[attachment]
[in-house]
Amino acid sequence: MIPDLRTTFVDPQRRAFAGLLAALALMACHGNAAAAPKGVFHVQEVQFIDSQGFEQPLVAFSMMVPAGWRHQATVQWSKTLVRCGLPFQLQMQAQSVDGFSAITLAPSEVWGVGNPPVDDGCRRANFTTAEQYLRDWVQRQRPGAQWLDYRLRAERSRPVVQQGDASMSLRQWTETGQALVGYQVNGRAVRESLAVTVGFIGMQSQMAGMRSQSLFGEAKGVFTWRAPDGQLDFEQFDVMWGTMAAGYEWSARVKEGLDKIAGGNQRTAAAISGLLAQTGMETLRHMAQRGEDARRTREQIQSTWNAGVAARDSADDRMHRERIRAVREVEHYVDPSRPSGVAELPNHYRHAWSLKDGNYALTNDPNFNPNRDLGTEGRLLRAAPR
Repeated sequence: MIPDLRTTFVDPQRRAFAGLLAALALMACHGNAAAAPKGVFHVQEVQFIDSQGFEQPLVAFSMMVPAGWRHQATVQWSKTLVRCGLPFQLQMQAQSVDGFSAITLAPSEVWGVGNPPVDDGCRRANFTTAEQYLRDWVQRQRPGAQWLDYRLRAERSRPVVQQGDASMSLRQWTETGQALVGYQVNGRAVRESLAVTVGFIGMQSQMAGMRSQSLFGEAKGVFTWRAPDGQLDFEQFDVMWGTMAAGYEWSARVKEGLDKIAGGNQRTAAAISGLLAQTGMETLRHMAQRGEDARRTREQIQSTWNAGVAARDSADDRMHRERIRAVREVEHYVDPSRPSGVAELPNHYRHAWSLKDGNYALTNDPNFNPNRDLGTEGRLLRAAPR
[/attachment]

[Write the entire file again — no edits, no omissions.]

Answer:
[in-house]
Amino acid sequence: MIPDLRTTFVDPQRRAFAGLLAALALMACHGNAAAAPKGVFHVQEVQFIDSQGFEQPLVAFSMMVPAGWRHQATVQWSKTLVRCGLPFQLQMQAQSVDGFSAITLAPSEVWGVGNPPVDDGCRRANFTTAEQYLRDWVQRQRPGAQWLDYRLRAERSRPVVQQGDASMSLRQWTETGQALVGYQVNGRAVRESLAVTVGFIGMQSQMAGMRSQSLFGEAKGVFTWRAPDGQLDFEQFDVMWGTMAAGYEWSARVKEGLDKIAGGNQRTAAAISGLLAQTGMETLRHMAQRGEDARRTREQIQSTWNAGVAARDSADDRMHRERIRAVREVEHYVDPSRPSGVAELPNHYRHAWSLKDGNYALTNDPNFNPNRDLGTEGRLLRAAPR
Repeated sequence: MIPDLRTTFVDPQRRAFAGLLAALALMACHGNAAAAPKGVFHVQEVQFIDSQGFEQPLVAFSMMVPAGWRHQATVQWSKTLVRCGLPFQLQMQAQSVDGFSAITLAPSEVWGVGNPPVDDGCRRANFTTAEQYLRDWVQRQRPGAQWLDYRLRAERSRPVVQQGDASMSLRQWTETGQALVGYQVNGRAVRESLAVTVGFIGMQSQMAGMRSQSLFGEAKGVFTWRAPDGQLDFEQFDVMWGTMAAGYEWSARVKEGLDKIAGGNQRTAAAISGLLAQTGMETLRHMAQRGEDARRTREQIQSTWNAGVAARDSADDRMHRERIRAVREVEHYVDPSRPSGVAELPNHYRHAWSLKDGNYALTNDPNFNPNRDLGTEGRLLRAAPR